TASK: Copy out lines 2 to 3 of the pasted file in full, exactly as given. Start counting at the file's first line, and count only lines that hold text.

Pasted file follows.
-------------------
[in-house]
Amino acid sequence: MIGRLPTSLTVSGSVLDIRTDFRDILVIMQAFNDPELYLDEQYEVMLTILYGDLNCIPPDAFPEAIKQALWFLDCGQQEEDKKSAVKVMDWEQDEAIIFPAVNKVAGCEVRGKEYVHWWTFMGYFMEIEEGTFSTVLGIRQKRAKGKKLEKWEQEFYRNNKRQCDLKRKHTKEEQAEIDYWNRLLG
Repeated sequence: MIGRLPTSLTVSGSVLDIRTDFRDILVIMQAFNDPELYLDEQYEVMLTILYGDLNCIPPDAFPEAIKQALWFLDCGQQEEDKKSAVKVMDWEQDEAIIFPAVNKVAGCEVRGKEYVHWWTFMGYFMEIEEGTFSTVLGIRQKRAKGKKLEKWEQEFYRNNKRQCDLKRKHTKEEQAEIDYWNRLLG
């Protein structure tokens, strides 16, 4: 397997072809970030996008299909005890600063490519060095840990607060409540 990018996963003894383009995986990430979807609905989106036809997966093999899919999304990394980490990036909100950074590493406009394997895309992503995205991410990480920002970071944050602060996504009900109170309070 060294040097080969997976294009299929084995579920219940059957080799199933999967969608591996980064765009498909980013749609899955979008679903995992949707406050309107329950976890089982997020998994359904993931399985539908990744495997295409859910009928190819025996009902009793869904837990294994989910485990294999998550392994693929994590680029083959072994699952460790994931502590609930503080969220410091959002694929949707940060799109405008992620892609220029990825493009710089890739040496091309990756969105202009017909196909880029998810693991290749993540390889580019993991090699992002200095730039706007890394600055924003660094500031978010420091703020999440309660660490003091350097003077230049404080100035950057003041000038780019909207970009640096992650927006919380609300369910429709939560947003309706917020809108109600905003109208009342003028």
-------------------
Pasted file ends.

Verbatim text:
Amino acid sequence: MIGRLPTSLTVSGSVLDIRTDFRDILVIMQAFNDPELYLDEQYEVMLTILYGDLNCIPPDAFPEAIKQALWFLDCGQQEEDKKSAVKVMDWEQDEAIIFPAVNKVAGCEVRGKEYVHWWTFMGYFMEIEEGTFSTVLGIRQKRAKGKKLEKWEQEFYRNNKRQCDLKRKHTKEEQAEIDYWNRLLG
Repeated sequence: MIGRLPTSLTVSGSVLDIRTDFRDILVIMQAFNDPELYLDEQYEVMLTILYGDLNCIPPDAFPEAIKQALWFLDCGQQEEDKKSAVKVMDWEQDEAIIFPAVNKVAGCEVRGKEYVHWWTFMGYFMEIEEGTFSTVLGIRQKRAKGKKLEKWEQEFYRNNKRQCDLKRKHTKEEQAEIDYWNRLLG